The human brain is mainly concerned with two things. The survival of the human body is the first and making the human body’s survival an enjoyable experience is the second. The human brain learns how to do the latter with the information it receives from the telly. The telly knows how to make the human body’s survival an enjoyable experience because it was told how to by the shops. The shops are collectively known as The Market and The Market is controlled by a collection of human brains that have gone insane because they have taken in too much information simultaneously (see chapter two in the previous post).
Sane human brains being guided by the insanity of The Market is one of the many paradoxes the human brain must endure in its search for ways to make the survival of the human body enjoyable. Another paradox is found in the existence of consciousness and indeed conscience. Conscience is a by-product of consciousness and serves to create moral and philosophical reasoning that may or may not be reasonable. Different human brains will favour different reasonings and often find themselves in disagreement.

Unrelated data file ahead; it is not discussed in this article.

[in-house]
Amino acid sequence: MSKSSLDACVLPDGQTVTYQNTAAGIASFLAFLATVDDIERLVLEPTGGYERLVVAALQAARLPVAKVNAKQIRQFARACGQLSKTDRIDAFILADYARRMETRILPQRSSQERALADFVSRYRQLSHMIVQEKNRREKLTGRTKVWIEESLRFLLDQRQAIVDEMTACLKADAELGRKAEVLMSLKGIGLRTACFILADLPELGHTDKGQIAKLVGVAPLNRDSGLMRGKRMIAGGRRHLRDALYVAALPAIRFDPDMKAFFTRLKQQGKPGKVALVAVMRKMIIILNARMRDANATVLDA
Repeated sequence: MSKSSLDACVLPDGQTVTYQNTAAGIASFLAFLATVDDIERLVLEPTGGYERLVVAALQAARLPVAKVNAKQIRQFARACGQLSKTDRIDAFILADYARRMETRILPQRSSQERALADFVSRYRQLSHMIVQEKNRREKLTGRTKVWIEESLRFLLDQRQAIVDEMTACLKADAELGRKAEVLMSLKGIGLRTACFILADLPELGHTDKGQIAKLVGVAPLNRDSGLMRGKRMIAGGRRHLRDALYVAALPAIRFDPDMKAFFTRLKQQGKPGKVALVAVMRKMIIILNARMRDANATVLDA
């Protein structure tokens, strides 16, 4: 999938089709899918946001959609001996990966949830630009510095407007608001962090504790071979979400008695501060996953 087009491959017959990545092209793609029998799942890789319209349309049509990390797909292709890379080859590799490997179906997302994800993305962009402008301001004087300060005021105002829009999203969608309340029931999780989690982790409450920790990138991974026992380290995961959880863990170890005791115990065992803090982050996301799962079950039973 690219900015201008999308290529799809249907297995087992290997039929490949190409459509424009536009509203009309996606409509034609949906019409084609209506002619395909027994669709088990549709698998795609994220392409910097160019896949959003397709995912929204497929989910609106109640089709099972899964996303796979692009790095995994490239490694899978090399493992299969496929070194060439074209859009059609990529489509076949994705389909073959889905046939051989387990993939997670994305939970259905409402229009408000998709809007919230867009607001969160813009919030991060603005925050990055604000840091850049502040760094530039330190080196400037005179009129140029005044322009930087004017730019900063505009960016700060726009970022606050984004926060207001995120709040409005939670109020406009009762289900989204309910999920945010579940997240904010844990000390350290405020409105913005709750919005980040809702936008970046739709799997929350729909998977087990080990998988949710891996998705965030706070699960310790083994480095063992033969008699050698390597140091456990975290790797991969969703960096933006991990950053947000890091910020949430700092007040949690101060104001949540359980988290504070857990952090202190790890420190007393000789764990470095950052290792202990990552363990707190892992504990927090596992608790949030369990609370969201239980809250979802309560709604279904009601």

I think the people of the world would find contentment in a non-merchant capitalist society based on a principle of direct and inclusive democracy. What do you think?
I think you should quit yer yapping coz I’m trying to watch the golf.
I think you’re a monster.
I think that cat you adopted is a monster. Now make me a sandwich.
Disagreements like the above can lead to the survival of the human body being a less enjoyable experience. To prevent this, human brains, once again, resort to the information filter known as the telly for guidance and the telly resorts to the shops which are collectively known as The Market and The Market is controlled by a collection of human brains that have gone insane because they have taken in too much information simultaneously (see chapter two in the previous post).
And that is the story of the human brain.